Ford Analyzed Pro Racers' Brains To Understand Concentration
In conjunction with King's College London, Ford tested professional racers against normal people to figure out what makes them tick.
In early November, Ford Performance announced its intent to collaborate with King's College London and tech firm Unit9 to perform brain scans using a head-mounted electroencephalogram. The EEG headset, a miniaturization of cumbersome, lab-bound equipment, was paired with a virtual reality headset and driving simulator to examine both reaction time and concentration of participants. This equipment was used to gauge electrical activity within the brains of the study's participants which included members of the general population and professional racing drivers such as five-time consecutive World Rally Championship winner Sébastien Ogier and triple World Touring Car Championship winner Andy Priaulx.
Ford published partial results of the test on Thursday, describing the procedure used in the study and the results. The professionals and unprepared members of the public were used as control groups and their results were used for comparison with members of the public that were given preparation exercises prior to testing. These exercises consisted of breathing techniques and keyword-based visualization exercises. Details on these preparation methods, however, were not disclosed.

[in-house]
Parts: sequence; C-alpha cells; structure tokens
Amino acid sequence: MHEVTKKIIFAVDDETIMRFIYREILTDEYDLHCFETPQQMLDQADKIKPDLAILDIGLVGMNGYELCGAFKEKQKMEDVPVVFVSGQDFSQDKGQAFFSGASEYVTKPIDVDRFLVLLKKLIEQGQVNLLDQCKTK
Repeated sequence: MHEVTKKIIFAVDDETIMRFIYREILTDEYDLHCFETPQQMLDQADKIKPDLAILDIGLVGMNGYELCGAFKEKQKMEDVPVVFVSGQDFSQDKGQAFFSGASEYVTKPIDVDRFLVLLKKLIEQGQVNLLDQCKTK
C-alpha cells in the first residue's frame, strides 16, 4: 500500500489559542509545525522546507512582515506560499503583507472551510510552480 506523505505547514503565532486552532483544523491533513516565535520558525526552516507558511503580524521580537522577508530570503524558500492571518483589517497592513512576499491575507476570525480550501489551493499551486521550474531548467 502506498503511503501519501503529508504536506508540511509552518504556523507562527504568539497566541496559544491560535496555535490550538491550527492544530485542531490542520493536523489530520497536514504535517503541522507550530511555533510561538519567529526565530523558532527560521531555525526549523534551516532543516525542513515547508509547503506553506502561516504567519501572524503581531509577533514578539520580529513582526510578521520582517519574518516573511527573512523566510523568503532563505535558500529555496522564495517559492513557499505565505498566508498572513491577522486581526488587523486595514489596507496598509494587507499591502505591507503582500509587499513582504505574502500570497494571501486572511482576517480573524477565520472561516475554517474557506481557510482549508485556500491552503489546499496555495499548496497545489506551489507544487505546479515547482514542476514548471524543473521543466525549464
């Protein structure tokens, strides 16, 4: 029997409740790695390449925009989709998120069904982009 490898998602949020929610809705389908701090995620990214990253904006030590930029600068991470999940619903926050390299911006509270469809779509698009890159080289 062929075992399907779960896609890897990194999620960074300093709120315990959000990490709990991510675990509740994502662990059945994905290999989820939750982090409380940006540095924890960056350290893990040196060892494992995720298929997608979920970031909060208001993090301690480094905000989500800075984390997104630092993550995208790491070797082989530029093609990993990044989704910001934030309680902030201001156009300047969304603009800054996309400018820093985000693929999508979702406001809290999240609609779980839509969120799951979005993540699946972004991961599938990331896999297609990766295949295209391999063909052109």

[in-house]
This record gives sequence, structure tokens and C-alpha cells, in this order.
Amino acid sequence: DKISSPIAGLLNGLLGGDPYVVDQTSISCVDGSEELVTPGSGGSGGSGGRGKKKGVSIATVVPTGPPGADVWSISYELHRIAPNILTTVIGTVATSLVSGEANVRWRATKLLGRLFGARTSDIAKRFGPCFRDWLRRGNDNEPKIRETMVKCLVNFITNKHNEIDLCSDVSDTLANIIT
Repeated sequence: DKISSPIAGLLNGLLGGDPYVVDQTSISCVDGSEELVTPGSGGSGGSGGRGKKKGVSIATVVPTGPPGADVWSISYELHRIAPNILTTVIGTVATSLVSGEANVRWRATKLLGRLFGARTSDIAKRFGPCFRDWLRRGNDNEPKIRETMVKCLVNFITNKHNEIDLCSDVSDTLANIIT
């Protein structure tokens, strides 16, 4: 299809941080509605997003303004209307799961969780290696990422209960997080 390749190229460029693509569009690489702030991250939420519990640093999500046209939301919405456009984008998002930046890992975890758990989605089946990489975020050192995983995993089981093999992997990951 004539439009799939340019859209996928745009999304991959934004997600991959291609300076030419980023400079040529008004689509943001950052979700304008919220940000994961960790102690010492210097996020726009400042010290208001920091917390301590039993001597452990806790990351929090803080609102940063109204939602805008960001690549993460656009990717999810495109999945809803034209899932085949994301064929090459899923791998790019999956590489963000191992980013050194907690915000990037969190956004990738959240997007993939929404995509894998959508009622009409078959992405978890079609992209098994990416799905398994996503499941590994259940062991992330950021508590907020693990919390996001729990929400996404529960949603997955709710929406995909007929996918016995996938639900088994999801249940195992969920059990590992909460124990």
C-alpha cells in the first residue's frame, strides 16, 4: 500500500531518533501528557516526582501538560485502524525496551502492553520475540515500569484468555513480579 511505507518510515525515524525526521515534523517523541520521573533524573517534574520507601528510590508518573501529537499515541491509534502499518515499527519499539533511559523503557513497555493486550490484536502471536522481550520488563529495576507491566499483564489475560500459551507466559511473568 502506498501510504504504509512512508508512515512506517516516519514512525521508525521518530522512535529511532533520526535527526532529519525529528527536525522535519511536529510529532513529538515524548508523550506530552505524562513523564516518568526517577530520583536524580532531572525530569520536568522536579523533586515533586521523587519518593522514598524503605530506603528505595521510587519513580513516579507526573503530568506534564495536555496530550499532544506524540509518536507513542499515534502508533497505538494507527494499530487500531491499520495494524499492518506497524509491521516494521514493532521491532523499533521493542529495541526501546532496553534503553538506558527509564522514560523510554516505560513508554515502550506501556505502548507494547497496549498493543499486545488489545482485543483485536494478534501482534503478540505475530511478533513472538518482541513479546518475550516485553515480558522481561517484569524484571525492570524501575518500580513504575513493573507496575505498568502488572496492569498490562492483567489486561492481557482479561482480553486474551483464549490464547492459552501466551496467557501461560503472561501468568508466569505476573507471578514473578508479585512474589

So, how did each group perform?
"The study data revealed that when travelling at high speed and in a state of high focus, racing drivers’ brains performed up to 40 percent better when it comes to ignoring distractions than yours or mine,” stated neuroscience researcher Dr. Elias Mouchlianitis, of King’s College London, in Ford's release on the study. “The interesting thing we found, however, was that when normal people performed some simple mental exercises, they were also able to reach this higher level of performance."
Ford states that members of the public given instructions on the aforementioned preparation techniques saw improvements in their concentration by as high as 50 percent, exceeding that of the professionals they were pitted against.
"When things get tough and the pressure’s on that’s when you need to get in this zone, and the good guys, the successful racing drivers, are able to do that whether that’s on the track or off it. Racing drivers aren’t necessarily born with this skill; our experiment showed that simple mental training ahead of a task can help anyone to improve focus and ignore distractions, making them more successful at the task in hand.”
According to Ford's release, a racing helmet with an integrated EEG is under development, allowing for telemetry on the driver, in addition to that of the car, to be transmitted to the pit wall. Ford believes that examining and tracking a driver's brain activity mid-race is "the next frontier in performance." Given Ford's recent reinvestment in endurance racing, the most grueling form of motorsport, knowing when to give drivers a rest to stay at peak performance could make the difference between victory and defeat in Ford's racing future.
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